A couple words of warning: first, if you’re some place crowded, then collisions are almost inevitable. This is especially true on dance-floors; someone bumping into you on the dance floor isn’t necessarily an invitation to approach them unless you have other signs that she’s trying to get your attention. The other is that proximity and lingering work for women; when guys do it, it tends to be creepy. Chalk it up to the greater risk women face from men than men face from women and don’t hover.
Approach Invitation #5: The Plausible Denial Conversation Starter
This happens more often than you’d realize, particularly when you’re out and about during the day. Have you ever had someone who sits down next to you and makes some comment or observation – how long it’s taking for her to get her coffee, the problems with the wifi, why the bus is so off-schedule, something? This tends to be a plausibly deniable way of starting a conversation; she’s essentially tossing out a low-investment invitation to talk (often called anobservational opener in a cold approach) in such a way that she can wave it off as her just talking to herself. It feels less intimidating to toss those out there because it doesn’t feel as blatant as “hey, you seem like you’re interesting” approach to meeting somebody.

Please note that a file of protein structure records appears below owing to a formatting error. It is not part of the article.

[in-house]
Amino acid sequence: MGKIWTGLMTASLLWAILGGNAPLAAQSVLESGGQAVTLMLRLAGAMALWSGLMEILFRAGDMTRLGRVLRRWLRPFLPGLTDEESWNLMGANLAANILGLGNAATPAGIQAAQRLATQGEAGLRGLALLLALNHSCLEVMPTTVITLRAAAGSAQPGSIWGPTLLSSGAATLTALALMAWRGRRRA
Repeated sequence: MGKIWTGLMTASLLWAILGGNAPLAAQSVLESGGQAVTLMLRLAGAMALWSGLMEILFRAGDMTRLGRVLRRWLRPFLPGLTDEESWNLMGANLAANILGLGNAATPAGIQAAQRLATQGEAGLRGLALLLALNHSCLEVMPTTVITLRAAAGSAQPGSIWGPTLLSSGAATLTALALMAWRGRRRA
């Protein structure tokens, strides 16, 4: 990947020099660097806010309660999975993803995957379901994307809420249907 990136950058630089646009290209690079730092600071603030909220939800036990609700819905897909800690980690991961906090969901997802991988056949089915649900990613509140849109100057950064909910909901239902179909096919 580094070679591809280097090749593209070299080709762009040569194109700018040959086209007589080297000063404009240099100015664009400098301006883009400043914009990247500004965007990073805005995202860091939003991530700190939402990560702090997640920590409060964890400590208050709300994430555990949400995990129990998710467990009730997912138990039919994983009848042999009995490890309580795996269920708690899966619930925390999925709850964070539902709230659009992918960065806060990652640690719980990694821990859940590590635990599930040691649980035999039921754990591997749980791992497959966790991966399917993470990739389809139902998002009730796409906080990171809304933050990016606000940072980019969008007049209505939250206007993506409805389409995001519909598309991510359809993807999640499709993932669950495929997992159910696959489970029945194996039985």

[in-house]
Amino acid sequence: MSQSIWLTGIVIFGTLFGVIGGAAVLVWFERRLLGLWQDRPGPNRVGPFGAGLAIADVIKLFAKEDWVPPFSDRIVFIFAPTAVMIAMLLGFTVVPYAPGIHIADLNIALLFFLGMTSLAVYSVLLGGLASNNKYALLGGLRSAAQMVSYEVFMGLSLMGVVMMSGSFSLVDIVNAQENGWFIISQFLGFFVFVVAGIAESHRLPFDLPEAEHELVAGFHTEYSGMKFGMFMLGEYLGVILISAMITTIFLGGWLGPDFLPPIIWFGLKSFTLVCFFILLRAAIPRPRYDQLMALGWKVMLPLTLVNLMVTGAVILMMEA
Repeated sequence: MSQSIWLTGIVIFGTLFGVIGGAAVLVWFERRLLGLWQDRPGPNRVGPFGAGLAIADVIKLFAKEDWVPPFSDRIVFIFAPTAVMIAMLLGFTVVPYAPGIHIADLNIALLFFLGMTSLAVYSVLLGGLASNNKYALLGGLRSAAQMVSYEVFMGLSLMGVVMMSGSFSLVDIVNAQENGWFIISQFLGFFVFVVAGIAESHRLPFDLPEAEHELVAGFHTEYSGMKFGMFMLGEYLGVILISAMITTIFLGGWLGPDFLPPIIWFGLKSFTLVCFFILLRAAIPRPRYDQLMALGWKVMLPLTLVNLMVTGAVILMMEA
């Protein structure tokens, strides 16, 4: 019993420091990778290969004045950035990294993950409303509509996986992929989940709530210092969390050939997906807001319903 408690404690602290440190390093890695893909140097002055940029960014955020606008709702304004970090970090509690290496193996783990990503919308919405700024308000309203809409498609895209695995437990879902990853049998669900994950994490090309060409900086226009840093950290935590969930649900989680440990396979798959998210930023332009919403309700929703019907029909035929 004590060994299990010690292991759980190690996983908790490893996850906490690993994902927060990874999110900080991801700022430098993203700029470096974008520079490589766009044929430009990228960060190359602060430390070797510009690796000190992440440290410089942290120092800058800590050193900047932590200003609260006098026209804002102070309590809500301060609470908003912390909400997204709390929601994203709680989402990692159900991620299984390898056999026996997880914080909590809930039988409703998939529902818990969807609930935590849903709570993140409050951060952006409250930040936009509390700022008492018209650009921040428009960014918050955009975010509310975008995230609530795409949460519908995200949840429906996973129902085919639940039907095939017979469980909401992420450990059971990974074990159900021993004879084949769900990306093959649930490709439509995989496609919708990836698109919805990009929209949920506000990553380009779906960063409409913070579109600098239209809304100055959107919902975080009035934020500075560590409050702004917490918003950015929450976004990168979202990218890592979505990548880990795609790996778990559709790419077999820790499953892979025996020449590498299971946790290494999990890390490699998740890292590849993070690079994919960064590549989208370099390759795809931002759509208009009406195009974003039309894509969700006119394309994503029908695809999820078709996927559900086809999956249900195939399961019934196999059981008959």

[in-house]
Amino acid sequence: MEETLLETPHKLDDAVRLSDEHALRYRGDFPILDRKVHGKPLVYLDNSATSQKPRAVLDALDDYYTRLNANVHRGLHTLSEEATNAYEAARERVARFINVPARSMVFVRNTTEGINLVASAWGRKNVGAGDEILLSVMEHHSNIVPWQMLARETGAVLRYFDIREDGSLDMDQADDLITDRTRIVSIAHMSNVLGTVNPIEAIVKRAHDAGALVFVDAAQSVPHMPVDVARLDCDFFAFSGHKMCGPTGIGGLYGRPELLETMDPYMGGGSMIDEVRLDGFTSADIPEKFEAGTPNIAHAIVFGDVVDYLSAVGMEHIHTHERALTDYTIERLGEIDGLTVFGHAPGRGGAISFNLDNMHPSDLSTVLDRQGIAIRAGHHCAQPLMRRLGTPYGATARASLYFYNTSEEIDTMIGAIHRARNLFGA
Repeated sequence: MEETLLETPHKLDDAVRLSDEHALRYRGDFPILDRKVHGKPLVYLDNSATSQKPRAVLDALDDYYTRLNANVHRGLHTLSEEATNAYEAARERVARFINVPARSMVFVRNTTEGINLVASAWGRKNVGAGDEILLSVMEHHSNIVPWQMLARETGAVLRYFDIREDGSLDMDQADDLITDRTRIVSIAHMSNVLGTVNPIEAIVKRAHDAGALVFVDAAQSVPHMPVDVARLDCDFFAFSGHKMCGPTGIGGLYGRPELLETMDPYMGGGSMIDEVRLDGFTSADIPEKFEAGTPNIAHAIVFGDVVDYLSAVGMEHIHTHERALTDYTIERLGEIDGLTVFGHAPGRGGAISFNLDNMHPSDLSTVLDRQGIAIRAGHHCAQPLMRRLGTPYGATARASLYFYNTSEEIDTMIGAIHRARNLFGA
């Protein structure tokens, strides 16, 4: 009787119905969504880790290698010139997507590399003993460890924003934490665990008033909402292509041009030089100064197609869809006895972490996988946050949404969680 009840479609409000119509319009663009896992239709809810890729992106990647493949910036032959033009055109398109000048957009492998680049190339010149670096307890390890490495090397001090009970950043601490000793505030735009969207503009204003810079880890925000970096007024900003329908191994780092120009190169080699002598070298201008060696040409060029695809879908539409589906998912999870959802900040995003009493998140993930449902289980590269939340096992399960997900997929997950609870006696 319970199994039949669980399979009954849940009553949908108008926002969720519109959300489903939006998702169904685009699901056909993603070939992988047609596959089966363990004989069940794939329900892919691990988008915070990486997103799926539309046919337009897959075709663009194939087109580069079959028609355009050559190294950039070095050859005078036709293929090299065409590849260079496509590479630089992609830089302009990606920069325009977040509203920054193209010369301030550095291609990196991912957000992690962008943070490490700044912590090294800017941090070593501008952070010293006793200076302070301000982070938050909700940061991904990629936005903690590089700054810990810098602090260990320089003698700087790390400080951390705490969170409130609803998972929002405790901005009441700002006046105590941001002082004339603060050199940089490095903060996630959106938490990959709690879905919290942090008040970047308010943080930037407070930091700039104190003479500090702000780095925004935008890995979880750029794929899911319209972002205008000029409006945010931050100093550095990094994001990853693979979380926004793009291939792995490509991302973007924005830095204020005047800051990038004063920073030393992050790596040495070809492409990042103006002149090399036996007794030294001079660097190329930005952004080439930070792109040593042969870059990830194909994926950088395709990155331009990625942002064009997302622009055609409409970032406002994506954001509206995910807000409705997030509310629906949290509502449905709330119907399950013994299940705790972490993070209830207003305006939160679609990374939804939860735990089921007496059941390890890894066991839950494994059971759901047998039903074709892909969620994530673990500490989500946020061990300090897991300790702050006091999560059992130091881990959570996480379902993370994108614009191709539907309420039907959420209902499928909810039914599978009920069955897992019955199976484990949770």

Of course, there are plenty of people who tend to mutter to themselves over the course of their day; not every stranger who complains about the lousy service at Peets is looking to get your number. So how do you tell the difference between a subtle conversational opener and daily frustration? Watch for those other contextual clues: proximity, body language, even the tone of voice. If you get the feeling that they’re hoping for a response, then it’s a good time to strike up a conversation.
Just remember: when you see those approach invitations, you want to act on them. He who hesitates is lost after all; if you take too long, that cutie who’s given you the look-away-look-back glance is going to think you’re not interested and move on. Don’t pass up the opportunity when you’re given an approach invitation. Learn to recognize when women want you to approach, then go over and say hello.
This article originally appeared on Doctor Nerd Love
Photo credit: Getty Images